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Posted November 2, 2016

global travel trends

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It’s important for travel industry organizations to be aware of the differences in culture, technology adoption, access to services, demographics, geography and more across the markets they serve. These insights are critical for effective marketing and product and service delivery, and ultimately, impact the bottom line and competitive resiliency. There are no shortage of research studies going on at any given time—in any segment of the market, from hotels to airline to technology—to help uncover what makes customers in various geographic markets ‘”tick”. We’ve rounded up some of this research to demonstrate the nuances between consumer markets.

So Many Ways to Book

When it comes to booking, customers around the world generally have access to traditional bricks-and-mortar travel agencies (and their websites), pure-play online travel agencies (OTAs) such as Expedia.com, metasearch sites like Kayak.com, brand sites such as Hilton.com, as well as a range of “deal,” collective booking and private sale websites. (Explore these further at 7 Most Popular Types of Travel Booking Websites of 2013 on Skift.com).

A leisure traveler doesn’t usually start their process by booking, however. They look for destination inspiration, consult with family and friends, compare prices and research their options before handing over their credit card information. And today, more and more consumers do at least some of these activities online. It’s a market-by-market “dance” for international travel agencies. Understanding how, where and at what point in the travel planning process consumers in a specific market need particular services (e.g. personal or self-service support) is key to informing their strategies and winning their business.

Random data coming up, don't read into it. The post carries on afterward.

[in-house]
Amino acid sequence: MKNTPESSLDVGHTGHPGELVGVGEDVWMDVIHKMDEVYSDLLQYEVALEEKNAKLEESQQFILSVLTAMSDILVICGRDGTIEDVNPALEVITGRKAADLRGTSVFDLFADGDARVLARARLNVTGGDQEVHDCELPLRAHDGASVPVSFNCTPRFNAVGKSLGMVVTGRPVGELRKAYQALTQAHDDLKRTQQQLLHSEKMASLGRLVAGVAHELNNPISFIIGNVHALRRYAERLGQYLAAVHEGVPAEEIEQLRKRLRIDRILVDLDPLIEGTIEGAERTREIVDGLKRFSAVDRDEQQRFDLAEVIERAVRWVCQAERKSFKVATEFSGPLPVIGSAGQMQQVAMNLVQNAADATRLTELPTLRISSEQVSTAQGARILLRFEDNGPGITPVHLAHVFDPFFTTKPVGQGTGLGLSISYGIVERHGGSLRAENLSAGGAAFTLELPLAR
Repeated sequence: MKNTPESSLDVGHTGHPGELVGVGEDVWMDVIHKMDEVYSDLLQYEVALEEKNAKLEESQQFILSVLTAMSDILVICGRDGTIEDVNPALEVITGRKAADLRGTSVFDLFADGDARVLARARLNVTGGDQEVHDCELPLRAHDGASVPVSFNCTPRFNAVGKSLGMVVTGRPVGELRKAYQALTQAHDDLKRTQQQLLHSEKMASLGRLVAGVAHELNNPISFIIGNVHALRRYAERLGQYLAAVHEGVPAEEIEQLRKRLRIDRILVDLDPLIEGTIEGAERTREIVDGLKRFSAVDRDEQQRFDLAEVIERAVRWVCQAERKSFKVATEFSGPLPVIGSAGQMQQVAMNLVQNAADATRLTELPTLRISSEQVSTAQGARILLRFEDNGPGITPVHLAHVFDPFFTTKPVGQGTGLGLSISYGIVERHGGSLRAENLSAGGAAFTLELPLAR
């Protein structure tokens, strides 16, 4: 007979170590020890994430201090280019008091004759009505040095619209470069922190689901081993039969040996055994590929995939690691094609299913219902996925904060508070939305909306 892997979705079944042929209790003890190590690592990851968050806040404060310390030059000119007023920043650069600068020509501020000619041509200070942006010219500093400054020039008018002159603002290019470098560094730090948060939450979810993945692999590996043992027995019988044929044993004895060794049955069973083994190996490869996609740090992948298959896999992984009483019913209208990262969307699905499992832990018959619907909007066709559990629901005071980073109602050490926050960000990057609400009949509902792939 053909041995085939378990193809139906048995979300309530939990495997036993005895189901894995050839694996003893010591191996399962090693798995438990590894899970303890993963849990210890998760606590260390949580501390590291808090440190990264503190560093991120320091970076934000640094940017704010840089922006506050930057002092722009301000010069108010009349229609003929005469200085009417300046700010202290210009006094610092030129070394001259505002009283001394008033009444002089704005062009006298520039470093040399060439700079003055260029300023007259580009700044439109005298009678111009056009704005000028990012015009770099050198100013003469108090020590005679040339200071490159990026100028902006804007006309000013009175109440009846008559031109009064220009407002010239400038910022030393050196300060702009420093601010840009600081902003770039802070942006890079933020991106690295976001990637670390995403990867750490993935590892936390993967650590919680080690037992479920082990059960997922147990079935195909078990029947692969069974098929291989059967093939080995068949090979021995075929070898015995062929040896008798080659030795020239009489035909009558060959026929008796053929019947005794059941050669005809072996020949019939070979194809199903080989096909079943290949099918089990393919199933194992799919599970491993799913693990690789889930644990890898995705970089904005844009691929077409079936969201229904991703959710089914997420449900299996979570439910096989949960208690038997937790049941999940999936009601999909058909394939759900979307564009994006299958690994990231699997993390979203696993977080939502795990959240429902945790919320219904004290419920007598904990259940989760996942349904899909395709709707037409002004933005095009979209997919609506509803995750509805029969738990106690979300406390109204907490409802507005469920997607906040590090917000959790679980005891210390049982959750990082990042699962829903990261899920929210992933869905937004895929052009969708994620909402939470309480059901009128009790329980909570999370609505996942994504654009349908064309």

Let’s take off!

First Stop: China—the Travel App

Global media commerce company Travel Zoo conducted a survey of 6,000 of its members across Asia, Europe and North America to determine how consumers in different markets research and book holidays. The findings show that for digitally savvy Chinese leisure travelers, it’s all about travel apps:

  • Over 85% of Chinese members say the use of travel apps as the easiest way to book a holiday and over 70% say they plan to book flights, cruises, package holidays and hotels via apps
  • Difficulty viewing the holiday information on websites or apps via smartphone is a top concern for only 9% of Chinese respondents (their top concern is payment security, at 36%)
  • In China, platforms like WeChat are becoming more influential than emails
  • Respondents in China say review sites have the most influence on their final booking decision

Learn more about China in The Future of the Chinese Online Travel Market.

Next Stop: United States—A Close Race

Here is some recent research from MMGY Global into US travelers’ booking preferences:

  • 32% prefer to book travel on travel service provider sites; in a close second, 31% prefer to book on OTA sites
  • 21% turn to OTAs for inspiration online, while 18% get inspired on travel service provider sites